Contrary to the thinking of many industry experts, educational stereo 3D content is not just 3D movie content with an educational purpose.  First, eS3D involves any or all of the six categories of content demonstrated in the taxonomy chart shown below:

Although some big players seem satisfied with plans to roll out content associated with the first category (movies), this is the content least in demand by educators. Second, the kind of eS3D that educators require is generally shorter in length than other 3D content. Third, it involves less rapid movement and is far more static, than the images one sees in movies, games, or 3D sports television. Fourth, eS3D is often interactive in nature. Last, eS3D more richly favors negative parallax over positive parallax in highlighting essential learning. 

Content developers that think otherwise are just barking up the wrong tree. What is your opinion? Please post your thoughts.

September 5, 2011

Why Language Matters

“I remember sitting on a National Science Foundation panel some years ago, feverishly sorting through 10-12 semi-final proposals in a high-stakes review for a major grant award. As one particular grant came to the head of the queue for a thorough panel discussion, it was clear that the technology-based theme introduced in the grant had been misinterpreted by most of the distinguished panelists crowded into our luxurious hotel conference room. I carefully tried to explain the grant writer’s intent to my peer panelists, but lack of clarity won out. Since the theme was interpreted in completely different ways by the panelists, the result was inevitable: the grant, a quite promising technology proposal, was not recommended for funding.”
This personal experience reflects the challenges we face when we don’t subscribe to a common language—a shared understanding—of the technology we embrace. I believe that this has now become a paramount issue, one vital for claiming the hoped-for footprint of 3D technology in K-16 classrooms.

Over the last year, I’ve often experienced considerable misunderstanding about the term ‘3D’.  Some of the unfortunate negative effects I’ve observed firsthand include:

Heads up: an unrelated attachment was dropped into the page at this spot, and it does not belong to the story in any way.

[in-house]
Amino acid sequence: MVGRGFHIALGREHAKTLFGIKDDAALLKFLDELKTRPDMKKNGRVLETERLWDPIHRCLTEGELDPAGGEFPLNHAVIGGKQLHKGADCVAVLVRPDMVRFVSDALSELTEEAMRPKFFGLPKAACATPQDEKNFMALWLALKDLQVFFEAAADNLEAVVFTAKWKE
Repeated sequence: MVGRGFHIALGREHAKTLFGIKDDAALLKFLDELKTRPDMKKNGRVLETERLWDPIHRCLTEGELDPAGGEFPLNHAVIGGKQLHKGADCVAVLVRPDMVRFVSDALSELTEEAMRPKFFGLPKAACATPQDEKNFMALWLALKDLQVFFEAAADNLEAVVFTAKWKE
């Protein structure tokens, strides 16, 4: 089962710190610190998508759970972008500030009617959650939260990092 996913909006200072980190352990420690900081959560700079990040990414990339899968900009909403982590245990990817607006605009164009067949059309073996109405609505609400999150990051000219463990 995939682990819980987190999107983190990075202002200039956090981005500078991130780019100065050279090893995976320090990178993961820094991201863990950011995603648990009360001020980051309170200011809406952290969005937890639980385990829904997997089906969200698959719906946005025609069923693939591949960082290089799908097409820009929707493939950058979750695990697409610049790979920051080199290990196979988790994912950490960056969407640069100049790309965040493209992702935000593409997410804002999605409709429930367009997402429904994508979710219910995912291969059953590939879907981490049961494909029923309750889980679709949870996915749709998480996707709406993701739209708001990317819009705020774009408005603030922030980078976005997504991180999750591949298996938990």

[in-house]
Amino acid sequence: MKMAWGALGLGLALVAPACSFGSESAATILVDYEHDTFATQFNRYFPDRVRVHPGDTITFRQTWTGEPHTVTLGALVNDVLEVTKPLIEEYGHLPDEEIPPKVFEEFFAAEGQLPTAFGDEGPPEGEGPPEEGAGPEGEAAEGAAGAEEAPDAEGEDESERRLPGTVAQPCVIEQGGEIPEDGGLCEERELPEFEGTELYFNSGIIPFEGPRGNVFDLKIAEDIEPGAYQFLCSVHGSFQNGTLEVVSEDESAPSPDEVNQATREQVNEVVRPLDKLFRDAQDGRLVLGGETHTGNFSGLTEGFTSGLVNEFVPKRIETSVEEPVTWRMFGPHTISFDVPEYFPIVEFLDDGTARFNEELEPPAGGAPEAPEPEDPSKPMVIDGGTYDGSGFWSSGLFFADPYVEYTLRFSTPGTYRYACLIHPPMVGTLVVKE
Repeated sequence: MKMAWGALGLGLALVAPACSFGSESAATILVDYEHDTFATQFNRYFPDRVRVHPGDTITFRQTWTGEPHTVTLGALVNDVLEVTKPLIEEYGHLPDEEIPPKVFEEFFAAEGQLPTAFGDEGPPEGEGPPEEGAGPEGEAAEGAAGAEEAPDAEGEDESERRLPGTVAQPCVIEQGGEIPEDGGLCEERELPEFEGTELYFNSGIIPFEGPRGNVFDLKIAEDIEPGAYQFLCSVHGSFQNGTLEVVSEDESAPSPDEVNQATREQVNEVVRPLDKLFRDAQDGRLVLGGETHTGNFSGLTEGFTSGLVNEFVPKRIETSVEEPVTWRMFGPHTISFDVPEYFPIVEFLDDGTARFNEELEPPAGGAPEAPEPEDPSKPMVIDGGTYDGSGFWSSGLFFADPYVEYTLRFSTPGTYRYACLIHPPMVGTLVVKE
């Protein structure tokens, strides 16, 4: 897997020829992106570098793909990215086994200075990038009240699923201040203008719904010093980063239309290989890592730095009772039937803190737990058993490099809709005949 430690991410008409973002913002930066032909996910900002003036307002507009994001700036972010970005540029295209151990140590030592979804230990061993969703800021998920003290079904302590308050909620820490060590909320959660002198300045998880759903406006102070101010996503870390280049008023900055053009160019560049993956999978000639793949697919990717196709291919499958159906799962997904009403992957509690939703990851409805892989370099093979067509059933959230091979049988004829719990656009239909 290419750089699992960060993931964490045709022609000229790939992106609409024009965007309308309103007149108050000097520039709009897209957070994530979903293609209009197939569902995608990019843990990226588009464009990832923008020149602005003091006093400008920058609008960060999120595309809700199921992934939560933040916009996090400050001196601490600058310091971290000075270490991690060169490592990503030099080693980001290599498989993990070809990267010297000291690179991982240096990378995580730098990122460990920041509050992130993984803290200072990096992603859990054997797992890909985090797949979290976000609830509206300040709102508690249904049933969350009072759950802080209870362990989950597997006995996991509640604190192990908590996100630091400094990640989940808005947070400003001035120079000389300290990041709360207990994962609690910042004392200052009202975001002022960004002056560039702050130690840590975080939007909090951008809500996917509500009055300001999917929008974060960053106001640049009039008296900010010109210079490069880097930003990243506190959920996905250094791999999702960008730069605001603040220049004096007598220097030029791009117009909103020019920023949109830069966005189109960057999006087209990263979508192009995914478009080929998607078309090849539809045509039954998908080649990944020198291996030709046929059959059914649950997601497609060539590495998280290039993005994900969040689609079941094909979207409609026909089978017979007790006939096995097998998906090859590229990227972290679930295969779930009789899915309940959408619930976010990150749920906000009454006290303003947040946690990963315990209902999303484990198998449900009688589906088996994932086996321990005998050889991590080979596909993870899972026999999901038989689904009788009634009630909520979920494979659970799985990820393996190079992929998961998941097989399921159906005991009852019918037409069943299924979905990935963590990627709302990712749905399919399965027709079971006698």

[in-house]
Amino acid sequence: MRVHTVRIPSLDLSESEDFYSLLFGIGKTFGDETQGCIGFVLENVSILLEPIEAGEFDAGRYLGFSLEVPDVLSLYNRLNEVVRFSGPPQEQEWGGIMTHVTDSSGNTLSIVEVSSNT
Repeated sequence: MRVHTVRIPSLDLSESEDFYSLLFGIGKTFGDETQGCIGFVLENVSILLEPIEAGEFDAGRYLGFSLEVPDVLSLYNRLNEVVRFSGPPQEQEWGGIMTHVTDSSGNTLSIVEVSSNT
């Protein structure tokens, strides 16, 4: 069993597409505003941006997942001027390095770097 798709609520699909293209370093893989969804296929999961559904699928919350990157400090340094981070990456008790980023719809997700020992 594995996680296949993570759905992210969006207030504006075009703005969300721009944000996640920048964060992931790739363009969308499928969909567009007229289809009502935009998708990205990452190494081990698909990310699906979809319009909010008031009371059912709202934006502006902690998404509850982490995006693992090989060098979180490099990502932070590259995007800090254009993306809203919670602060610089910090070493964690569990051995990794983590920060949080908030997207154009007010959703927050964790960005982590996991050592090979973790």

-         Customers and conference attendees don’t attend sessions offered on the topic
-         Conference organizers obscure 3D presentations by shunting them toward less desirable venues, times, or days—or they deny presentation proposals altogether.
-         National think tanks, committees, publications, or thought leaders offer only the slightest consideration of stereoscopic 3D in their thinking, planning, white papers, or initiatives
-         School technology leaders think it’s just entertainment, so it’s simply not on their radar

The above happen because decision makers (and I’ve talked to so very many) are very busy people, can’t always keep current in our constantly evolving technology landscape, and simply don’t understand what stereo 3D is (or they think S-3D is something that it is not).

If we are hoping to convince school district leaders, persuade a principal, or induce parents to encourage classroom investments in 3D technology, then we need to be sure we have the same thing in mind. If we are planning to sell to schools, persuade distributors to carry and support products, or engage integrators to make it all work, then we need to be speaking the same language. 

But is educational stereoscopic 3D somewhat different from what we think stereo 3D is? I think so. So please check back with us for a concluding blog post, as we offer a startling realization about the nature of S-3D in classrooms. Cue the mystery music…